Many employees do not need to view every slide in order to understand the topic being presented. They may already have some familiarity with the topic. Digital learning
can adapt to each individual based on how they navigate through the content. For example, problem solving scenarios can assess their current knowledge and allow them to accelerate through the content when appropriate. Navigation options are a low-tech way to personalise a learning experience through user choice.

Coaching:
A manager is typically not present to observe team member performance at all times. Therefore, to personalise their coaching discussions, they need actionable insights and recommendations regarding each employee’s performance. Otherwise, they may recommend generic, one-sizefits- all solutions, such as additional training that a person does not actually need.

Data: The key to personalisation
Personalisation tactics all have one thing in common: data.
L&D cannot provide a solution that fits an individual’s needs if they cannot accurately identify those needs. Unfortunately, traditional learning data, such as course completions and test scores, is not sufficient to enable meaningful personalisation. Consider content recommendation as an example. Just because someone else on your team completed (and maybe liked) a course does not mean that you should automatically take the same course. L&D needs more data about a person’s current knowledge and skill in order to make an informed, high-value recommendation.

To create a learning ecosystem grounded in personalised experiences, L&D must improve its data practices. This starts with expanding the definition of ‘learning data’ to include a wider range of organisational metrics, including job performance and business results. Then, L&D must identify the problems it wants to solve and find the data needed to address these challenges. For example, if you want to provide a salesperson with personalised training on how to improve their sales numbers for a particular product, you will need data on their knowledge, behaviour and results related to that product.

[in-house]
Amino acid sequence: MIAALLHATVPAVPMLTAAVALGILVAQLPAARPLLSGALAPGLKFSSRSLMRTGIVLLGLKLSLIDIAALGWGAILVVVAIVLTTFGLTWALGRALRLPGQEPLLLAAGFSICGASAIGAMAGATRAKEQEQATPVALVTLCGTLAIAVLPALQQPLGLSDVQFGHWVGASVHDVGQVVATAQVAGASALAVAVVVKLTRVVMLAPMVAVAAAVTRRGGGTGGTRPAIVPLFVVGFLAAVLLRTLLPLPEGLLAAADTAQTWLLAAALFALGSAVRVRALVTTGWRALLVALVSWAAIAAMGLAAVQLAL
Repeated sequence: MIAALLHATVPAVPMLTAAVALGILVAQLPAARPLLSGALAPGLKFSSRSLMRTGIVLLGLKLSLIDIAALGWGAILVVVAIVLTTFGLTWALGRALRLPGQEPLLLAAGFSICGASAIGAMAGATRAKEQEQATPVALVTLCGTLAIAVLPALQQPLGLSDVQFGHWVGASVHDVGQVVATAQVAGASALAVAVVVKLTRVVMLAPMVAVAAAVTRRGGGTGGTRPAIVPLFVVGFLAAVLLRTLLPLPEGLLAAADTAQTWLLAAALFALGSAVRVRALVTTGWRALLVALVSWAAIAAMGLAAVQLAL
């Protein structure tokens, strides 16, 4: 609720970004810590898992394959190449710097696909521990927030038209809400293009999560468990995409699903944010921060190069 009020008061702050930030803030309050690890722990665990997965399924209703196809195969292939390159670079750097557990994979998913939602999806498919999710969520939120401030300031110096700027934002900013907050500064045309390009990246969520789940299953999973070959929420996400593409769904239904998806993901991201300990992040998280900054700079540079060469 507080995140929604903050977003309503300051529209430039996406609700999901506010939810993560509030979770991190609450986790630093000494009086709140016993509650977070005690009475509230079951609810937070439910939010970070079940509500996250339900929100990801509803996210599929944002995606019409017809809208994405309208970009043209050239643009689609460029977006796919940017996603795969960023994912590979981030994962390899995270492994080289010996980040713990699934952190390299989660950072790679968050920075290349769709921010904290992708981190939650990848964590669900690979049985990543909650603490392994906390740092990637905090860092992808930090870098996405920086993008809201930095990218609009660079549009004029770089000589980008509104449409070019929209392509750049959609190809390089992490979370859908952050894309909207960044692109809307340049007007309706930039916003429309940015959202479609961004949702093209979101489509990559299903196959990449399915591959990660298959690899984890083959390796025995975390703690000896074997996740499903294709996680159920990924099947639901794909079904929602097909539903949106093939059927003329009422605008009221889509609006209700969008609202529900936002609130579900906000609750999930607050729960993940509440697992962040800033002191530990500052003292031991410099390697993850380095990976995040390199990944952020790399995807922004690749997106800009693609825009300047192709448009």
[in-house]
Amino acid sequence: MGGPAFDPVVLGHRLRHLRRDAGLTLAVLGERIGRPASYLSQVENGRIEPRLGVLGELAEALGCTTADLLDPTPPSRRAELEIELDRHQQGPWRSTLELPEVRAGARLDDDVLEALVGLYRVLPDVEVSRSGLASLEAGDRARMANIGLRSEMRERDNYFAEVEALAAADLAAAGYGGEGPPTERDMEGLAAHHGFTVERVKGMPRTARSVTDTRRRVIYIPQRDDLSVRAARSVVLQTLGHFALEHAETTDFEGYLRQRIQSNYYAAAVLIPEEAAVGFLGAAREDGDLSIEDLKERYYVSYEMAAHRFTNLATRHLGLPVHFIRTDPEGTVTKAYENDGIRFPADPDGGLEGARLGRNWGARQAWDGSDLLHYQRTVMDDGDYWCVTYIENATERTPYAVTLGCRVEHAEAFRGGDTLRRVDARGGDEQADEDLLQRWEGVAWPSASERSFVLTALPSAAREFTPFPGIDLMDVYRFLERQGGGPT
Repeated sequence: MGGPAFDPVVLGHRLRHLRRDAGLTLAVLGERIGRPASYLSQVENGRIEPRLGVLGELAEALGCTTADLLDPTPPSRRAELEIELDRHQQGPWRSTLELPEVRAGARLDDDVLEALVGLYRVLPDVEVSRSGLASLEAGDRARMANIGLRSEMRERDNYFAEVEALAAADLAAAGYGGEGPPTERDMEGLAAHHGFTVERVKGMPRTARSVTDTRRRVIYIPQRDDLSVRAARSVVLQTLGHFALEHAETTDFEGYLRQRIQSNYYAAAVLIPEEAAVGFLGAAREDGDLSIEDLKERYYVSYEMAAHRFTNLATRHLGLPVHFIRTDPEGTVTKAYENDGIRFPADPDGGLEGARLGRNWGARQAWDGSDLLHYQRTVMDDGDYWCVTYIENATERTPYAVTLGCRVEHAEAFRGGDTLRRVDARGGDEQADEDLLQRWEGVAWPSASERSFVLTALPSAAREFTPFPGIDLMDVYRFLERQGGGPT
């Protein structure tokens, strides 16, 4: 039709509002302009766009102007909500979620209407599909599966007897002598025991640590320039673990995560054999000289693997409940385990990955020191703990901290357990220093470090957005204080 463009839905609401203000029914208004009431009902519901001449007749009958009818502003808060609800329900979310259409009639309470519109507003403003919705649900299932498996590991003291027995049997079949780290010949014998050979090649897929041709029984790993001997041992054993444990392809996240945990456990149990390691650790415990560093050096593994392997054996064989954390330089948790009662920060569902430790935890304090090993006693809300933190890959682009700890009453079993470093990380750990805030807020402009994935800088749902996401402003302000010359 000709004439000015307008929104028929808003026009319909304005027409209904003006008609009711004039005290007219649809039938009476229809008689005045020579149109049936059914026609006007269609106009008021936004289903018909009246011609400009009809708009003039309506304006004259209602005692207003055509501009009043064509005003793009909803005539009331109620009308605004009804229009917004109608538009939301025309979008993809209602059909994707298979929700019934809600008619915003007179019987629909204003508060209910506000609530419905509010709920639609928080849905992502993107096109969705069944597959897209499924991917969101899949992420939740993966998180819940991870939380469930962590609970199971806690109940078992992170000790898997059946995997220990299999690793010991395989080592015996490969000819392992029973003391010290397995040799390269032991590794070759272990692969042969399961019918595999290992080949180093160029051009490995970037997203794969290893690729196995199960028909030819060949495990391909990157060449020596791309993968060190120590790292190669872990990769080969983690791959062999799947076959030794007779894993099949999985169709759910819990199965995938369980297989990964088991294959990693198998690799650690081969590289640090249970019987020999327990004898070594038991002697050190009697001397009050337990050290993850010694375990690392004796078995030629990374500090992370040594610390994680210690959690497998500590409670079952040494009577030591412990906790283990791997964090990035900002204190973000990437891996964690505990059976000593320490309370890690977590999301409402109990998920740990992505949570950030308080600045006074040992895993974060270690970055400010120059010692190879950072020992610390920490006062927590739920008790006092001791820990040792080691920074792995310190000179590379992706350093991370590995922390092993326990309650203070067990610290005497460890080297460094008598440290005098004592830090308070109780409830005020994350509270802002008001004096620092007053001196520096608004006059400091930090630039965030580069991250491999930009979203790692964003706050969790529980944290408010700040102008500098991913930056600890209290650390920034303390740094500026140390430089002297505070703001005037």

Every L&D team will collect, analyse and apply data differently based on the needs of their organisation. But you don’t have to solve the data problem by yourself or become a data scientist. Instead, L&D can partner with existing data experts within their organisations and partners. They can help you find available data and determine how it may be used to improve your learning personalisation and measurement strategies.

But remember …
Personalisation represents an opportunity for L&D to expand its value proposition. The ability to provide each employee with the help they need, when and where they need it is a powerful idea. However, as with any new concept, L&D must pause to consider how their tactics may impact their audience.

Let’s examine the Netflix metaphor one more time. The platform provides highly personalised recommendations for content you are proven to enjoy. But what about all of the other movies and TV shows available on the system? What if there’s something new and different available that you would love to watch, but the system never recommends it for you? Personalisation is an important part of a modern learning strategy, but it’s not the ultimate goal.

Personalised learning is more than recommended courses and branching eLearning modules. It’s an acknowledgement that learning is not a one-size-fits-all proposition. It’s a willingness to invest in the advancement of L&D capabilities — including data, technology and content — needed to provide right-fit solutions. It’s an opportunity to provide each employee with the support they need (and deserve) to do their best work every day.

“Personalisation is an important part of a modern learning strategy, but it’s not the ultimate goal.”

About the author:

JD Dillon is one of the most prolific authors and speakers in the global L&D community. For 20 years, he worked in operations and learning roles within highly regarded organisations, including Disney, Kaplan, Brambles and AMC Theatres. JD is now chief learning architect with Axonify and founder of LearnGeek.